Righto, onto my weight -joy(!)- is more erratic than a yo-yo in the 90's. When I had my PEG, but wasn't using it, I managed to gain enough weight to keep everyone happy and have the godforsaken thing taken out. Since then, my weight has dropped, and I can officially say I'm about the same weight I was last year. Not so great when I'm considered to be a growing lass (Haha, growing. I found some 6ft jeans in my wardrobe yesterday and when I showed my Dad, he said I could grow in to them. I laughed so much as I don't think I'm getting any taller, dammit.) Anyway, I digress. I need to get my weight back up. The first time it dropped since having my PEG out was cause of Cipro, and the fact that not only did it not really have much of a positive effect, it buggered off with my appetite at the most inconvenient time. That and the fact that I just can't be arsed to get up and eat more crumpets. Laziness is a main thing in my life at the moment. Or maybe its just lack of energy :S. I obviously need to pack in as much weight as possible, but unfortunately, my appetite hasn't really returned. That and the fact that the 'flu-like symptom' episode left me eating very little for the next 42 hours.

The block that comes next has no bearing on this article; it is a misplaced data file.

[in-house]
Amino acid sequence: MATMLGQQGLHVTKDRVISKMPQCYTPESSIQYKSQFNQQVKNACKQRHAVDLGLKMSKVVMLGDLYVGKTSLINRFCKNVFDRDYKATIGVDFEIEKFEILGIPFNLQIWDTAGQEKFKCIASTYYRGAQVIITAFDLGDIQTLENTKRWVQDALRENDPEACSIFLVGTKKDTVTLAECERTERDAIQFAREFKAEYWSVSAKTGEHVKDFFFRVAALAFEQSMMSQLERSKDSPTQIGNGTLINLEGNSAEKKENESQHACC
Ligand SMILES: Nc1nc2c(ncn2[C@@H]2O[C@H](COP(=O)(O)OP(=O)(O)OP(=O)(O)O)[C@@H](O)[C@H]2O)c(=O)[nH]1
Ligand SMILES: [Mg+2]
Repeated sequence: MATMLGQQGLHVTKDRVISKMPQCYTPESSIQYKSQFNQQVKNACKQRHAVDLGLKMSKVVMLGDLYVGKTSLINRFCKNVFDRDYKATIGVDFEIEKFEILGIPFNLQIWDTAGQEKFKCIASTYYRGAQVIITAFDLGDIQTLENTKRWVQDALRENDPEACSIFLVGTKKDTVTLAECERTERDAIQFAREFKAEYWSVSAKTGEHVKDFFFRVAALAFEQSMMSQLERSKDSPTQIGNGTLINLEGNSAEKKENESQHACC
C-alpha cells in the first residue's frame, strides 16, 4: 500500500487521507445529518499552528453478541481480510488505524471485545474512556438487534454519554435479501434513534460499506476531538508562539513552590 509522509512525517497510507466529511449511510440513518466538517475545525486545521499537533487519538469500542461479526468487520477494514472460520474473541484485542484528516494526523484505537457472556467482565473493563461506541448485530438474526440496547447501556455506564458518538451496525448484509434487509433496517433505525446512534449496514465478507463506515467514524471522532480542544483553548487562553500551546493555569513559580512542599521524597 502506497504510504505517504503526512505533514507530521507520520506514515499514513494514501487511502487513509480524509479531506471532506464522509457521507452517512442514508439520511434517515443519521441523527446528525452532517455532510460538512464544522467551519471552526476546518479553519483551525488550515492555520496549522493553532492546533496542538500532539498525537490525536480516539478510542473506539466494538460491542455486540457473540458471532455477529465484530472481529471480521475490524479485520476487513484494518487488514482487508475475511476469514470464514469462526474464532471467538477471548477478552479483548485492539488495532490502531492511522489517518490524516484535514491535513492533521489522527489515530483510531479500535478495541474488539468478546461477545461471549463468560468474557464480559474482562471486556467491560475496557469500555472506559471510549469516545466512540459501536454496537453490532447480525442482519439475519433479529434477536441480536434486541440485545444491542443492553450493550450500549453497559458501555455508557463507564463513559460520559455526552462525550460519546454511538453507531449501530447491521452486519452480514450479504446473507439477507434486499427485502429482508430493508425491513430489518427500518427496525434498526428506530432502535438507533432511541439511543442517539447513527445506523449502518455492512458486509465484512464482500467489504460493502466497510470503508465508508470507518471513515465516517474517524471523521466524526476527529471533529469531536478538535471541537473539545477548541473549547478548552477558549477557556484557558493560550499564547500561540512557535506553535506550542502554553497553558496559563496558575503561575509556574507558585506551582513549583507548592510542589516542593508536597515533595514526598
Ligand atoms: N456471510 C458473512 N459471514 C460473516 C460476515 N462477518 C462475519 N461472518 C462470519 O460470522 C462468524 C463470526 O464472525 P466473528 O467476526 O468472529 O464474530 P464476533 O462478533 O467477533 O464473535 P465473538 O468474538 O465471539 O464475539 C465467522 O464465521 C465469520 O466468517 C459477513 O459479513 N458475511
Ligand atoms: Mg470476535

The only thing left to say is that my IVs finished on Monday, and had minimal effect thanks to the cold that my little sister passed on to me. Thanks sis. I'm still coughing, a fairly unproductive cough that leaves your head feeling that its been attacked with a meat cleaver and your throat red raw. Drinking tea and hot blackcurrant hasn't helped the way it used to. Whoever has a cold cure, I call dibs on first go.

Thursday, 19 March 2009

Cough drop, anyone?

I would never say that I have an eventful or exciting life. My current dilemma is a mixture of trying to find a nice background for my laptop, that I actually like (for more on my inability to make decisions, read any random post) a sore neck and coughing. Yeah the coughing one is probably the most irritating, and I'm finding it unbelievable that I'm still having those random, headache-causing, weird-look-getting, gut wrenching coughs even though I'm a few days off finishing my current IVs (hold the fireworks, ta). I know my coughing annoys everyone else. It makes random people peer at me when I'm sitting in the school library with my friends, it makes old dears on the bus or in the local shopping centre offer me a sweet (thinking it'll help, bless them) and it is sometimes even enough, at the hospital, for people to give me a strange look, as if an ill person in a hospital is absolutely barbaric (when they're the ones having a smoke outside the gates).